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What is Buttermilk, and How Do I Make it?

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  • Tip Bones

Truth be told, if you're looking for 'real' buttermilk, you won't find it in a store. As far as crafting your own, you can make a great buttermilk substitute that functions like the real deal (don't worry; I'll tell you how to do this in a minute), but it's important to know what 'real' buttermilk is, in order to understand the process behind making-- and using-- the stuff in your cooking and baking.

Buttermilk is actually not milk or butter per se, but it does come from the process of churning butter. After churning was complete, the liquid left behind, often containing small chunks of cream, would be collected. This is 'true' buttermilk, and it's basically cultured milk. The small amount that could be collected (no more than a pint or so) was prized for its tangy flavor and long shelf life: the cultures, similar to bacteria you find in yogurt that makes it different from milk, kept it from spoiling, which was important in the days before refrigerators.

Today, buttermilk isn't made the same way. Instead of using the remnants of butter churning, producers add bacteria cultures to the milk to make it curdle just a little, enough to emulate the traditional buttermilk, and keep the health benefits that real buttermilk provides, without the long and labor intensive process for just a little bit. Store-bought buttermilk is also different in that you can buy it in different fat concentrations. Traditional buttermilk sacrificed its fat content to the churned butter, but since we today just add cultures to milk, the milk can be any fat content you like.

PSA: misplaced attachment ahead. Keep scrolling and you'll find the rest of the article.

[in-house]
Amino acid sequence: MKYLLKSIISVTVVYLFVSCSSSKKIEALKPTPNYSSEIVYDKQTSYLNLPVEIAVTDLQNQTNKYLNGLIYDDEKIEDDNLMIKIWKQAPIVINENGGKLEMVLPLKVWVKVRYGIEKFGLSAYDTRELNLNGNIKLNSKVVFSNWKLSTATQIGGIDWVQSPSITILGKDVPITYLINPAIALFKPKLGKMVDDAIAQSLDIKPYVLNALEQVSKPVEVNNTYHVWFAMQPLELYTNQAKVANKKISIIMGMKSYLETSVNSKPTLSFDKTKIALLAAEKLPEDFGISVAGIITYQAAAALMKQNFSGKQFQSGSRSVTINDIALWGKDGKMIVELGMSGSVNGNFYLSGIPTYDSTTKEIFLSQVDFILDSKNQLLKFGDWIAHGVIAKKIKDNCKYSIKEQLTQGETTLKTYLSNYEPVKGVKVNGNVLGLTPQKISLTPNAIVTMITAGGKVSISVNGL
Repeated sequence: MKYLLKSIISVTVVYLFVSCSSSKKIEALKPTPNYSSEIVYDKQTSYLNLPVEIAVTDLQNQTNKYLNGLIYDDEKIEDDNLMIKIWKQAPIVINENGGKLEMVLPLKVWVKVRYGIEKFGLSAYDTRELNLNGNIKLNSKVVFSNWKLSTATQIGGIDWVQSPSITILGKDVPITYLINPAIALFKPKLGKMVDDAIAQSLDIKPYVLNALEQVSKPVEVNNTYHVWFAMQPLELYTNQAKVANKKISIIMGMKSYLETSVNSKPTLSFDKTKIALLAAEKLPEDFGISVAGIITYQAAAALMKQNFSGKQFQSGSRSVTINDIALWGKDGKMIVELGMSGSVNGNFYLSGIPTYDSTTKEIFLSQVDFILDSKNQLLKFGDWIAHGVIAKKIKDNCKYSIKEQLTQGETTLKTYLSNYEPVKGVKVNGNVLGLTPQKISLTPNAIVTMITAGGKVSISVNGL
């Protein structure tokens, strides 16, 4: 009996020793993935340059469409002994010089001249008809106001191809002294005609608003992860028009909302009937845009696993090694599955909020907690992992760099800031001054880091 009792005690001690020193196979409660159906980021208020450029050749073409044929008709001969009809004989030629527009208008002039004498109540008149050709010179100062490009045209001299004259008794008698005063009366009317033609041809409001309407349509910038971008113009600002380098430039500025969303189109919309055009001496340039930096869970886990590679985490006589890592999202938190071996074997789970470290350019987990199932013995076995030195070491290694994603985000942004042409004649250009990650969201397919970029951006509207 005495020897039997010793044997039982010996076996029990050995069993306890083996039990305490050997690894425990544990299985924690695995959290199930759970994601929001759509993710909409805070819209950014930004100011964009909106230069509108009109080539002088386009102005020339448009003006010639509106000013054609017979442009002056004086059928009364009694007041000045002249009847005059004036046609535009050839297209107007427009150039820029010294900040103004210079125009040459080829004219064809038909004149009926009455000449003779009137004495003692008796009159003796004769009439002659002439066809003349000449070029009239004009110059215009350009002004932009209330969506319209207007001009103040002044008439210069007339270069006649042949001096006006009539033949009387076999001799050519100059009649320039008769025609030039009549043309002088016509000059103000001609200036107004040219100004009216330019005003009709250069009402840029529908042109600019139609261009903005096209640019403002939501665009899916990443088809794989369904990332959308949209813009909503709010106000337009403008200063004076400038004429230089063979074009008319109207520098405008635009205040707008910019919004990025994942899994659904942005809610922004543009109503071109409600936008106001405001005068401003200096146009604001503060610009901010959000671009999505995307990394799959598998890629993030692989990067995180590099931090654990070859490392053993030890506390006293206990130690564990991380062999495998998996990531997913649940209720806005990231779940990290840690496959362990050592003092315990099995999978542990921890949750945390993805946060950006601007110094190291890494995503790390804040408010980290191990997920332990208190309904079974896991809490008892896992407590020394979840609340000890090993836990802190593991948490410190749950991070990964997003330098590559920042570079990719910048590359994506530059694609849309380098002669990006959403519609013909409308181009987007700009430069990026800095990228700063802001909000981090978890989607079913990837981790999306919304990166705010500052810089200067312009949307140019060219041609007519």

Homemade buttermilk substitutes won't be as forgiving in baking and cooking that requires leavening (which makes bread rise), but they're good if you run out of store-bought buttermilk, and can't get to a store. Here are a few substitutes you may be able to try:

1. Milk and Acid

Add one tablespoon of white vinegar (other types will flavor your buttermilk incorrectly) OR lemon juice to a 1-cup liquid measuring cup. Add enough milk to equal exactly one cup, and stir. Let it sit for about five minutes before you use it!

2. Sour Cream and Water

Whisk together 1/2 cup of water and 1/2 cup of sour cream. You can also try to water down yogurt, but it's more likely to be closer to 3/4 cup of yogurt with 1/4 cup of water, or more liquid for Greek yogurt. The key is getting the consistency correct: think slightly thickened milk.

3. Cream of Tartar and Milk

Add 1 3/4 teaspoons of cream of tartar (that white powdery stuff that makes egg whites stiffen for meringue) to 1 cup of milk and whisk. That's it!

4. Shake Heavy Cream

This one is probably my favorite, but it does take time. You'll need a sterilized jar and some heavy cream. You can use ultra-pasteurized if that's all you have, but the regular heavy cream will yield better results. Fill the jar halfway with the cream, and shake like you mean it! Keep shaking (this will take quite a while) until your jar develops some thick yellow stuff. The yellow stuff is butter, and you can totally harvest it and use it as you please! The downside to this method is that it's not acidic enough for a lot of recipes, so if you're leavening bread, use store-bought ideally, or a homemade culture, preferably one with added acid.

Cheers, and enjoy your buttermilk!

Photo: Pixabay

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